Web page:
♫ Pentangle News: Following on from the recent flurry of Bert Jansch BBC sessions, BBC6 are now repeating a set by his Pentangle colleague John Renbourn. The show will be part of the ‘Live Music Hour’ slot on Thursday, May 24th at 3am and was originally recorded at the Paris Theatre in London in 1980.
♫ Pink Floyd News: Dear readers, you may have heard me point to some sort of strange synergy before on this site that leads documentary makers to start or broadcast projects mere weeks after I’ve reviewed an album at random. Well, despite the fact that the re-issue came out nearly a year ago BBC4 are only now showing their documentary behind the making of Pink Floyd album ‘Wish You Were Here’ (one of the three box sets we reviewed last week!) The programme will be shown at 8pm on Friday, May 25th and again at 1am that night and will be followed by a repeat of the excellent ‘Floyd Miscellany’ collection of music videos compiled to celebrate the re-release of ‘Dark Side Of The Moon’ last Easter.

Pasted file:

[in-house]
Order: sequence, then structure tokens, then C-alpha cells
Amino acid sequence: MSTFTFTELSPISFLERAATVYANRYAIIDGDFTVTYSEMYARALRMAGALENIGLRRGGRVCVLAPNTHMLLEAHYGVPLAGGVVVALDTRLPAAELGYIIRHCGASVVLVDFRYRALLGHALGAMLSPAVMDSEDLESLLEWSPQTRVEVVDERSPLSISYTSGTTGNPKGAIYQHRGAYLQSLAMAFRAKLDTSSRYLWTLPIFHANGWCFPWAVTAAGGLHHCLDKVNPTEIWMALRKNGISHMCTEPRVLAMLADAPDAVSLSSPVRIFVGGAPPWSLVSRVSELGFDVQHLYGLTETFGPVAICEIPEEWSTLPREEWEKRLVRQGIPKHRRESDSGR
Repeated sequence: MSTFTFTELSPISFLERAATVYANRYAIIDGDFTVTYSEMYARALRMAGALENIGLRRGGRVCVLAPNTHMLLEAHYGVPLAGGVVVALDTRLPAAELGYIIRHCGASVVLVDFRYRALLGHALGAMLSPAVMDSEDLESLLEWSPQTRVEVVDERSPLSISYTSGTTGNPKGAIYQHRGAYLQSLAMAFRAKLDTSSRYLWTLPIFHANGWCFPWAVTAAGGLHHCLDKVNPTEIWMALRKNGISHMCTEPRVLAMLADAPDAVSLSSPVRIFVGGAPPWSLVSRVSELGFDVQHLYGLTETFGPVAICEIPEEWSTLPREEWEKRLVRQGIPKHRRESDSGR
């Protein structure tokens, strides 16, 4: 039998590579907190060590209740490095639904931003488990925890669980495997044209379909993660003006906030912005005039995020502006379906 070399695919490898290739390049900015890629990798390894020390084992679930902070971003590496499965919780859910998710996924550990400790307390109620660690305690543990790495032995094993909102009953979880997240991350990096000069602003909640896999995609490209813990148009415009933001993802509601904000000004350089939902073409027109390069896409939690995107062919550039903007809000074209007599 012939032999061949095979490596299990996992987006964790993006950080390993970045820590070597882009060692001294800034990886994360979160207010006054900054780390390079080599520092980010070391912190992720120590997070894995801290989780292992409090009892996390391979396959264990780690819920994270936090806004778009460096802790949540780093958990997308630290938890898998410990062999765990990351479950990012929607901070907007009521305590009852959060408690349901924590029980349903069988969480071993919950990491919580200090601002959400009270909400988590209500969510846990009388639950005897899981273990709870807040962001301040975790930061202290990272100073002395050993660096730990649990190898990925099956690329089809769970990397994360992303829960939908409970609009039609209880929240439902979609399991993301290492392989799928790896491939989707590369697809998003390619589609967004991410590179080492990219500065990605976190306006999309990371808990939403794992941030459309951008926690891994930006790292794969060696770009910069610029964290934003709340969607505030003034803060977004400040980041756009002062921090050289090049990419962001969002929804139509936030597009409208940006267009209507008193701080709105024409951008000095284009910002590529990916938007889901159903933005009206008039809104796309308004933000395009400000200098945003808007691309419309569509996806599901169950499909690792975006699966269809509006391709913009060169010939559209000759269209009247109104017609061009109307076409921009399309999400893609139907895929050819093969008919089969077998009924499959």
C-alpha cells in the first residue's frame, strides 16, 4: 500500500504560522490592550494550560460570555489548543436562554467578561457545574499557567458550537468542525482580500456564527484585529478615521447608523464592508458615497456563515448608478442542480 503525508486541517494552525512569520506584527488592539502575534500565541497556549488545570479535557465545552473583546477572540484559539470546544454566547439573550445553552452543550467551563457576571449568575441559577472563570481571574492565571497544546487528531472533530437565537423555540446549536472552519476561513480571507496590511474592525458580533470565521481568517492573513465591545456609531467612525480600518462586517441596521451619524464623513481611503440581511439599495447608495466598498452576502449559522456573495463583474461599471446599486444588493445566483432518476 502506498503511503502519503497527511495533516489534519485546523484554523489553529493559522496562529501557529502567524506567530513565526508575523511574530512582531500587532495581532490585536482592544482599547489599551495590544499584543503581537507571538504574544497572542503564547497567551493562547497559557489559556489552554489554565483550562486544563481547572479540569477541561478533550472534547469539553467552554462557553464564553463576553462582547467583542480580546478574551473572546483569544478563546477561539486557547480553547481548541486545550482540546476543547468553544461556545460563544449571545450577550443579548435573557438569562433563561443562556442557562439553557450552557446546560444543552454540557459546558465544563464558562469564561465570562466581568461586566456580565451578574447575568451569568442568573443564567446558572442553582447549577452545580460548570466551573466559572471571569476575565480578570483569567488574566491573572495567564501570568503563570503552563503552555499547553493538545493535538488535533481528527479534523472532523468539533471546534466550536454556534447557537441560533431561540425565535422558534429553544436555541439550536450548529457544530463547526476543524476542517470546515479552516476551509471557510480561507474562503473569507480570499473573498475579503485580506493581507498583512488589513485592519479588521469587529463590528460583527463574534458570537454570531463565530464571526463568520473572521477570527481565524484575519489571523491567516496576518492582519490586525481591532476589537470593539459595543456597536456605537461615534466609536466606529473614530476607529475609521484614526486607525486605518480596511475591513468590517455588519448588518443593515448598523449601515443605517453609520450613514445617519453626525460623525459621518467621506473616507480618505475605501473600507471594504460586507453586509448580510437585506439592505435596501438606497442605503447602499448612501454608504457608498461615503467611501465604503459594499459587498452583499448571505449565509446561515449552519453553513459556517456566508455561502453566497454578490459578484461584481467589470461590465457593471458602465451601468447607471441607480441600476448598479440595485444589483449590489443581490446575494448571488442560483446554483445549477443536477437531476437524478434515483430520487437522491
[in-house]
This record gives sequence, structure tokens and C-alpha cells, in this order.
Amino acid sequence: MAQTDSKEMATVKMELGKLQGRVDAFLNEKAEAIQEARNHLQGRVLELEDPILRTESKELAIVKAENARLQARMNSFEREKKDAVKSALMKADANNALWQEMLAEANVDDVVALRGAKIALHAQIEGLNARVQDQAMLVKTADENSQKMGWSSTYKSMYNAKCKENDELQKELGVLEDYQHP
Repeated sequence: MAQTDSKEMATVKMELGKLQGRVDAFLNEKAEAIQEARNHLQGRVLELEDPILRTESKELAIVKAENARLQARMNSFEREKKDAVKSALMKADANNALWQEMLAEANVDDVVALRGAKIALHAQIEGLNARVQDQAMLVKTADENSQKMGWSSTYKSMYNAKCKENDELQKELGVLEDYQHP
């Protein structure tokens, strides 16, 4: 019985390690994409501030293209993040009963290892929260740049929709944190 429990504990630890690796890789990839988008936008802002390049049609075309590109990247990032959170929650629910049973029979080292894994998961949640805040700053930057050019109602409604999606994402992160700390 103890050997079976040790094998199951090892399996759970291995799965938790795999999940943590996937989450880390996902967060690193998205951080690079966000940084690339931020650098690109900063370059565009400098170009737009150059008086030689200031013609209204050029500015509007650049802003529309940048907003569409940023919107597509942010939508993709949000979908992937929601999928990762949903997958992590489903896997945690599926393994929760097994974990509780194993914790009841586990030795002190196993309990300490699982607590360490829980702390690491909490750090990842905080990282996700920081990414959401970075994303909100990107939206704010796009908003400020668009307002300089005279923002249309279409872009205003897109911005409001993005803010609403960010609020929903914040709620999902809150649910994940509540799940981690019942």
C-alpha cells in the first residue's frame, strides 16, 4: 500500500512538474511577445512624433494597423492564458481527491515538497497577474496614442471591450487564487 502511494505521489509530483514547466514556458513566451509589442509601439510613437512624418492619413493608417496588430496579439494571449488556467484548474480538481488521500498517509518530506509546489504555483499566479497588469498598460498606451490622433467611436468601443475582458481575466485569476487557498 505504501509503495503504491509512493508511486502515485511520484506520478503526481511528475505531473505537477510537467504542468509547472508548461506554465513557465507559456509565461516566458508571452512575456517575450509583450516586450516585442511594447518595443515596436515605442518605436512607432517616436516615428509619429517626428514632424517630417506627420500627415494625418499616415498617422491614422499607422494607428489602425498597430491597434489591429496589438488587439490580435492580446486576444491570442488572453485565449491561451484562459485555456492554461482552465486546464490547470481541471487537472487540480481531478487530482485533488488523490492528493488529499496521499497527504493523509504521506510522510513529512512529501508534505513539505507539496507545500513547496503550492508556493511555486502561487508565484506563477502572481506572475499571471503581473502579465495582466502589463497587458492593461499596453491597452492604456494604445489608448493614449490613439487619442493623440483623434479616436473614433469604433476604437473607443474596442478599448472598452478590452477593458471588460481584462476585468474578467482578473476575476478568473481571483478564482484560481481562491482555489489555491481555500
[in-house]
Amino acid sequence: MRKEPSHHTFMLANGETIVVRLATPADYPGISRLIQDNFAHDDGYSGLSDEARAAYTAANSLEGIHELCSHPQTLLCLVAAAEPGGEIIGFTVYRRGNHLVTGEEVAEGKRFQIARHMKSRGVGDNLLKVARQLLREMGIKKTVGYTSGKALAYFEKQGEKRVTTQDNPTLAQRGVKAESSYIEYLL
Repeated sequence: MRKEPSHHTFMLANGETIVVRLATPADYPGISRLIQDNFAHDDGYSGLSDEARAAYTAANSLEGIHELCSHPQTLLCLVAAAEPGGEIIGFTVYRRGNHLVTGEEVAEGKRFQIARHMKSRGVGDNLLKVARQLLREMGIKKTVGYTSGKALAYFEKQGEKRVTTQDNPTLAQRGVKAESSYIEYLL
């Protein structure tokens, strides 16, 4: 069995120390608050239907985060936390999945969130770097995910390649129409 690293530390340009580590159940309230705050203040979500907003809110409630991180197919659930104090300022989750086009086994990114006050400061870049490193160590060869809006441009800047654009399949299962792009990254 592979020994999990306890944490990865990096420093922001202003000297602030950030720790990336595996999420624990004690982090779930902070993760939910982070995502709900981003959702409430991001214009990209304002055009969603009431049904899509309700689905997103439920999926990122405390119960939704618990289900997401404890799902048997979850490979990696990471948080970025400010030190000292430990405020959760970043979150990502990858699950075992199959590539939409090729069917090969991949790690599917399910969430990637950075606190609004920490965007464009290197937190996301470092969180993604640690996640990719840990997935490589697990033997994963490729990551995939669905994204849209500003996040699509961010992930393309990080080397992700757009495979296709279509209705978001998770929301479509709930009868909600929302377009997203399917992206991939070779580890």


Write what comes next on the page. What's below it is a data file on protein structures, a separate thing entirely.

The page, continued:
♫ Otis Redding News: We’re sad to report the news that Donald ‘Duck’ Dunn, the bassist with Booker T and the M Gs has died at the age of 70. The bassist – who played on all of Otis’ six records and backed him in concert – also played with AAA star Neil Young when the MGs backed him in concert in the 1990s. Dunn had been ill health for some time but his death in his sleep from unknown causes was unexpected (he played a gig in Tokyo just hours before his death). A cancer scare led to the cancellation of a planned collaboration with Young, although bootlegs of the concerts still exist and may well be issued in the future as part of the ‘Young Archives’ series. It’s for his work with the STAX label, though, and especially his recordings with Otis than the bassist will be forever remembered. His death is a sad loss to music lovers all over the world. More news if and when we hear it.